the work that keeps us alive

I’ve been running at dusk, into the fading light - chasing it. And the impossibility of the task, of running down the day into the night, is where I feel alive. No small feat in this mass of pandemic time. On the way home, I can’t make out the rocks on the recently graded dirt road, but by moonlight in these mountains, I make my way home. I don’t need to see where I’m going - at least that is what I tell myself.

After losing my sense of taste in November, I craved salt. I ate saltines - a mouthful of ash (as I wrote to a friend) - by the box, littering my room with their plastic wrappers. I could not get enough, and yet I could not taste anything. But the memory was there, and oh, to taste that salt.

Without taste, I became disoriented. I stopped wanting - to read, to write. I don’t know if those things are related.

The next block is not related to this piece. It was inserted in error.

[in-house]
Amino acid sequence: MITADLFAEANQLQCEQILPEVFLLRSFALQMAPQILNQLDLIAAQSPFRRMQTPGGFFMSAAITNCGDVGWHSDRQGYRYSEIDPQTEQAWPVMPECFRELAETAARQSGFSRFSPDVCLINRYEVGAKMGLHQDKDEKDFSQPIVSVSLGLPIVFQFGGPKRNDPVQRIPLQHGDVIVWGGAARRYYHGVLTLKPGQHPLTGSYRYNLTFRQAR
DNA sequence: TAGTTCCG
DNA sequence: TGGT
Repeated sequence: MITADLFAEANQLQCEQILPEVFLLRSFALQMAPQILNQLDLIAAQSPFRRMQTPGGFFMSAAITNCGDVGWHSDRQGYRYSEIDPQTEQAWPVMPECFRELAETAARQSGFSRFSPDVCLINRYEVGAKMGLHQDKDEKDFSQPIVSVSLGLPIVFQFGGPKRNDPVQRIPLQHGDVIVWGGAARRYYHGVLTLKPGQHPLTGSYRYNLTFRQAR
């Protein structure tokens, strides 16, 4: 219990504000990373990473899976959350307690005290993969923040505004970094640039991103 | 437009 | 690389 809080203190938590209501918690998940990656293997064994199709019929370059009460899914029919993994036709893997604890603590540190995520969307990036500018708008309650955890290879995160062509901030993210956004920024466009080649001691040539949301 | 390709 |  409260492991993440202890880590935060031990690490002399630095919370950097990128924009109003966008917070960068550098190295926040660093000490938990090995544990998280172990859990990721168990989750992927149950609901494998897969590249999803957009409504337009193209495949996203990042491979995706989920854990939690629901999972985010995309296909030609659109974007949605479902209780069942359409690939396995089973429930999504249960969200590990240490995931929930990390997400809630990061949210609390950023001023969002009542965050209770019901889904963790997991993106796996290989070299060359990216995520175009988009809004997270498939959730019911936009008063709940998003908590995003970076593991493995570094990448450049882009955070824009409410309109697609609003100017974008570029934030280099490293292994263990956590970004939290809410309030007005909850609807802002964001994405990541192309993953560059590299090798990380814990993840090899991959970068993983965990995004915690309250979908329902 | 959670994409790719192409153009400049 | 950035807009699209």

Over the past months, a few things, moments that have felt like chasing the light, tasting the salt:

Reading letters from the dead & being reminded of how alive they are in their writing

Photos by Graciela Iturbide & Mary Ellen Mark

A designer sending me a hand-drawn sketch of a book I’m a part of

The stars at night when I walk home

Transcendent Kingdom by Yaa Gyasi (the one book I didn’t put down)

An armadillo shocked to see me on the road & frozen in fear - such odd but endearing creatures!

I am thankful for the work - the creative work, the workings of the natural world - that is alive with meaning.